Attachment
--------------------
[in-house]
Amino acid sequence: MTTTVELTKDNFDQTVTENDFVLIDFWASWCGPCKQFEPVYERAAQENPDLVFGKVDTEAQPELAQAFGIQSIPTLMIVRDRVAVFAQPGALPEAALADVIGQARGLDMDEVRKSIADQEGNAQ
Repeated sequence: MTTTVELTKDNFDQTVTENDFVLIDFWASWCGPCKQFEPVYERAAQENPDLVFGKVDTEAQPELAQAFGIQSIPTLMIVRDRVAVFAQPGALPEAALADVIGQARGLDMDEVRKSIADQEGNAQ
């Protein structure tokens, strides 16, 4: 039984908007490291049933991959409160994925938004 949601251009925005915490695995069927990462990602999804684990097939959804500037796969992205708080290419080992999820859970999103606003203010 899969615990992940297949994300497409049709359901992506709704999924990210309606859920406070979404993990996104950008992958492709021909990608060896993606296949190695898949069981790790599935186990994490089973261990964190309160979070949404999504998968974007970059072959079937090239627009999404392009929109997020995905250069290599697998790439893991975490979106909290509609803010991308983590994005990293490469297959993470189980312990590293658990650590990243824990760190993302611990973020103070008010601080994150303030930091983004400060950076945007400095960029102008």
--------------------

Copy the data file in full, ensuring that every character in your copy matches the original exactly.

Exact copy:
[in-house]
Amino acid sequence: MTTTVELTKDNFDQTVTENDFVLIDFWASWCGPCKQFEPVYERAAQENPDLVFGKVDTEAQPELAQAFGIQSIPTLMIVRDRVAVFAQPGALPEAALADVIGQARGLDMDEVRKSIADQEGNAQ
Repeated sequence: MTTTVELTKDNFDQTVTENDFVLIDFWASWCGPCKQFEPVYERAAQENPDLVFGKVDTEAQPELAQAFGIQSIPTLMIVRDRVAVFAQPGALPEAALADVIGQARGLDMDEVRKSIADQEGNAQ
């Protein structure tokens, strides 16, 4: 039984908007490291049933991959409160994925938004 949601251009925005915490695995069927990462990602999804684990097939959804500037796969992205708080290419080992999820859970999103606003203010 899969615990992940297949994300497409049709359901992506709704999924990210309606859920406070979404993990996104950008992958492709021909990608060896993606296949190695898949069981790790599935186990994490089973261990964190309160979070949404999504998968974007970059072959079937090239627009999404392009929109997020995905250069290599697998790439893991975490979106909290509609803010991308983590994005990293490469297959993470189980312990590293658990650590990243824990760190993302611990973020103070008010601080994150303030930091983004400060950076945007400095960029102008």